Abstract in English:ABSTRACT Sugarcane orange rust caused by Puccinia kuehnii has recently become an important disease in sugarcane crops and its spread is causing great concern to growers. In this study, we analyzed spores from symptomatic orange rust sugarcane leaves collected in multiple locations in Cuba in a 4-year-period in order to characterize morphological traits of P. kuehnii, establish an adequate molecular technique to characterize it, and determine its infection court in sugarcane. Orange rust caused by P. kuehnii was confirmed by polymerase chain reaction (PCR) and morphological characterization. AFLP markers detected high diversity in P. kuenhnii samples. Sequencing of rDNA regions, as expected, did not reveal differences and SSR markers designed for P. melanocephala could not be transferred to P. kuehnii. In addition to stomata, entry through prickles was also detected as a new infection court in sugarcane. Although the presence of pustules on the adaxial leaf surface was frequently detected, no clear correlation between this presence and density of stomata and/or prickles was found.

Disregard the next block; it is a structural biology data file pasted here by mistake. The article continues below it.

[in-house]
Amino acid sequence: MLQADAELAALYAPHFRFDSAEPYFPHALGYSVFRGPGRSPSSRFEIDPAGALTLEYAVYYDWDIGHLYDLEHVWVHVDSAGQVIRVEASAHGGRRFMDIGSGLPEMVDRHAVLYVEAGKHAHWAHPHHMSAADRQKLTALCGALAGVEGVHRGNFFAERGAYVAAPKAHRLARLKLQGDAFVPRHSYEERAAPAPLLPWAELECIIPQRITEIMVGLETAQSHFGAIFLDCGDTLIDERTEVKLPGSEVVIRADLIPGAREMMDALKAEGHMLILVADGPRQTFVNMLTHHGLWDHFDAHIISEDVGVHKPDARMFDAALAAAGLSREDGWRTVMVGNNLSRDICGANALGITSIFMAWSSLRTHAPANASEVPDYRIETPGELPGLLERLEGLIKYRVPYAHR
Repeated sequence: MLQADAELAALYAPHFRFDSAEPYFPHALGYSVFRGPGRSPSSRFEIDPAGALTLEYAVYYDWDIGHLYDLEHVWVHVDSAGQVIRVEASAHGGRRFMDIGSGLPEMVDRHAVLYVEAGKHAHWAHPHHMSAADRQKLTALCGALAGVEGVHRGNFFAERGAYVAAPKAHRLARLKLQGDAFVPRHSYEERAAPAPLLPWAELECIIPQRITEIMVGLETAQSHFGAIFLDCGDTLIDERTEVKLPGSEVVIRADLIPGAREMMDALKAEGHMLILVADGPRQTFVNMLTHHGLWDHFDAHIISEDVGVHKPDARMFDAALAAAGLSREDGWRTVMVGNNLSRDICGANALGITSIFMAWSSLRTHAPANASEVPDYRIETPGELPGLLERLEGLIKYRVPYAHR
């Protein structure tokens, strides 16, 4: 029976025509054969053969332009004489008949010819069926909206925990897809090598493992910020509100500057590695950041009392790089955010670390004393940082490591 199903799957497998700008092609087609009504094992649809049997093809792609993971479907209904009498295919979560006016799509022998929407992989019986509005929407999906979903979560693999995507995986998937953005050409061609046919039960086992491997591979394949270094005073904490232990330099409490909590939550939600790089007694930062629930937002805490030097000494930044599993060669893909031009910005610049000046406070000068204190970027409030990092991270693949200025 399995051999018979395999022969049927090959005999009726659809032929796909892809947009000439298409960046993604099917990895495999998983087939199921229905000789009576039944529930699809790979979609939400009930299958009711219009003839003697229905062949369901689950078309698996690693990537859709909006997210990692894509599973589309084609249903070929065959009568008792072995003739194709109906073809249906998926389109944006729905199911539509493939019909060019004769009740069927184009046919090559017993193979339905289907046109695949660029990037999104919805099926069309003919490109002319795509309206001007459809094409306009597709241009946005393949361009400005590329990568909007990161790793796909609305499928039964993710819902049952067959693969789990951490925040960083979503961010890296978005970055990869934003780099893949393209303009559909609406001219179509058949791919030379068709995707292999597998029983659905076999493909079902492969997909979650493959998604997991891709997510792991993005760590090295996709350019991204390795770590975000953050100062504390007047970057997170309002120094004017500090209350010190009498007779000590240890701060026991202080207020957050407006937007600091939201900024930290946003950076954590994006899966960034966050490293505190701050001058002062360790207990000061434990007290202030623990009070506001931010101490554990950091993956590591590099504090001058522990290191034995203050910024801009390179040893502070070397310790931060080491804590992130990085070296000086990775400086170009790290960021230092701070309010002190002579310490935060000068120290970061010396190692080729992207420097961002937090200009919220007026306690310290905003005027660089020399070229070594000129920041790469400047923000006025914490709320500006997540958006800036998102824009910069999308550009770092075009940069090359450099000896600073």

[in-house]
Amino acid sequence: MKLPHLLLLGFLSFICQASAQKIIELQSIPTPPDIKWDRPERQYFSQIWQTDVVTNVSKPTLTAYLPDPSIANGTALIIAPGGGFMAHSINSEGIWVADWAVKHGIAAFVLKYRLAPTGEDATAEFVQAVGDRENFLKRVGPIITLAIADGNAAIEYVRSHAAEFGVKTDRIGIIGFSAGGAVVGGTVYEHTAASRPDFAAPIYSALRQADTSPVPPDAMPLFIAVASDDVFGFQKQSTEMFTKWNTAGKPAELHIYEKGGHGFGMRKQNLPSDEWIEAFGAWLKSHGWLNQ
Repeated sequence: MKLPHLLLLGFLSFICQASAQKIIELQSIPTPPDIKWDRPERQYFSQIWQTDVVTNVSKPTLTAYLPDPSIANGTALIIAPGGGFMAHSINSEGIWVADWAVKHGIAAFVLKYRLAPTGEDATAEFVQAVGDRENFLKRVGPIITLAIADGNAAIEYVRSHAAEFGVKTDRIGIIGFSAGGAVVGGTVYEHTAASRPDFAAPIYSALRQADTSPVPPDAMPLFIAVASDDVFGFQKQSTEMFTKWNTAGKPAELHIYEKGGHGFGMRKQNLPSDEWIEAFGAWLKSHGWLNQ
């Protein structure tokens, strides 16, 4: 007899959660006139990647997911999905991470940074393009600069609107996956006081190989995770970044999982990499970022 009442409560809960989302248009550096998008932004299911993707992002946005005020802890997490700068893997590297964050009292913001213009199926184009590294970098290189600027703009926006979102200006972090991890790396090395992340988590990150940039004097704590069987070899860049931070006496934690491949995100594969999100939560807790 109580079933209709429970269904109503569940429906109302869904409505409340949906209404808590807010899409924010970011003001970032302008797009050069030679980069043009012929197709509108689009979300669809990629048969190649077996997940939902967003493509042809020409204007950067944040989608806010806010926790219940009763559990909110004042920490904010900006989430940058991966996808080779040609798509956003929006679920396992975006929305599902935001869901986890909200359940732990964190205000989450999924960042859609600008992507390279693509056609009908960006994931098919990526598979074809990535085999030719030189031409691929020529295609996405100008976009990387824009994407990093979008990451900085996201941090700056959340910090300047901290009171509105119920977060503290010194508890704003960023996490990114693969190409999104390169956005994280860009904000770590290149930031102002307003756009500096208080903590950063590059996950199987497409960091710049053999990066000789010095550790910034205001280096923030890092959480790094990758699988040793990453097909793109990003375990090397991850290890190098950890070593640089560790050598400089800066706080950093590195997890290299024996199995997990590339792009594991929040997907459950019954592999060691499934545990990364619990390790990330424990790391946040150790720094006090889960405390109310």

Abstract in English:ABSTRACT Bud rot (BR) caused by Phytophthora palmivora and lethal wilt (LW) whose causal agent is unknown, are two diseases currently posing a threat to the oil palm ( Elaeis guineensis . Jacq) industry. BR, first reported in 1964, has destroyed more than 85,000 ha. LW, first reported in 1994 in the Llanos Orientales in Colombia, has destroyed more than 5,000 ha. Chlorophyll a fluorescence is useful as a provider of information about the efficiency of the photosynthetic process when plants are subjected to biotic or abiotic stresses. Oil palms affected by BR and LW showed anomalies in the photosynthetic system, manifested by reductions in Fv / F M and ΦPSII. Changes in ΦPSII, variable fluorescence yield ( Fv ) and maximum fluorescence in light-adapted leaves ( F M ’ ) were observed from the start of BR infection. The most sensitive and early indicators of LW disease were leaf temperature and basal fluorescence ( F 0 ). Fv/F 0 significantly changed in diseased palms, indicating problems with movement of electrons through the electron transport chain. Leaf temperature changed in response to both diseases, but variation was greater in LW. We concluded that damage to the photochemical system caused by the diseases affected the processes by which the plant captures and transports energy, causing a physiological imbalance in the plant reflected in the observed variations in chlorophyll a fluorescence and leaf temperature. The two parameters began to change early in the onset of BR and before visual symptoms appeared in LW, which is very important to the management of both diseases, the foundation of which is early detection.